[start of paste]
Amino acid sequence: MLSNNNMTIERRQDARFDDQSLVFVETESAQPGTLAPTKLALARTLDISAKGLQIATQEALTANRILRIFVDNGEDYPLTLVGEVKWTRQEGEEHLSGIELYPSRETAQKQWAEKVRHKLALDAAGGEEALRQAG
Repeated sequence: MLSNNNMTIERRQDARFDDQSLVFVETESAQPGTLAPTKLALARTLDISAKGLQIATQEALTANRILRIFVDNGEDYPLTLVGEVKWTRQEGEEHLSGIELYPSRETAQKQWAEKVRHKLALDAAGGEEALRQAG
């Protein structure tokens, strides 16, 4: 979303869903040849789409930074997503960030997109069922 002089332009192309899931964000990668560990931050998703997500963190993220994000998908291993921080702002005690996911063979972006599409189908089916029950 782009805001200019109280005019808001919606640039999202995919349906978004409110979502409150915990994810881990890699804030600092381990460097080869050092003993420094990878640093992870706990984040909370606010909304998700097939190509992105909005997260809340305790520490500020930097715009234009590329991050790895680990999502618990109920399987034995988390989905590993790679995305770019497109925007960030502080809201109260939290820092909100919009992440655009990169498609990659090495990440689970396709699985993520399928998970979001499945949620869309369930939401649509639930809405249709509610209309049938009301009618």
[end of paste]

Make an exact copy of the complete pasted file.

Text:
Amino acid sequence: MLSNNNMTIERRQDARFDDQSLVFVETESAQPGTLAPTKLALARTLDISAKGLQIATQEALTANRILRIFVDNGEDYPLTLVGEVKWTRQEGEEHLSGIELYPSRETAQKQWAEKVRHKLALDAAGGEEALRQAG
Repeated sequence: MLSNNNMTIERRQDARFDDQSLVFVETESAQPGTLAPTKLALARTLDISAKGLQIATQEALTANRILRIFVDNGEDYPLTLVGEVKWTRQEGEEHLSGIELYPSRETAQKQWAEKVRHKLALDAAGGEEALRQAG
């Protein structure tokens, strides 16, 4: 979303869903040849789409930074997503960030997109069922 002089332009192309899931964000990668560990931050998703997500963190993220994000998908291993921080702002005690996911063979972006599409189908089916029950 782009805001200019109280005019808001919606640039999202995919349906978004409110979502409150915990994810881990890699804030600092381990460097080869050092003993420094990878640093992870706990984040909370606010909304998700097939190509992105909005997260809340305790520490500020930097715009234009590329991050790895680990999502618990109920399987034995988390989905590993790679995305770019497109925007960030502080809201109260939290820092909100919009992440655009990169498609990659090495990440689970396709699985993520399928998970979001499945949620869309369930939401649509639930809405249709509610209309049938009301009618």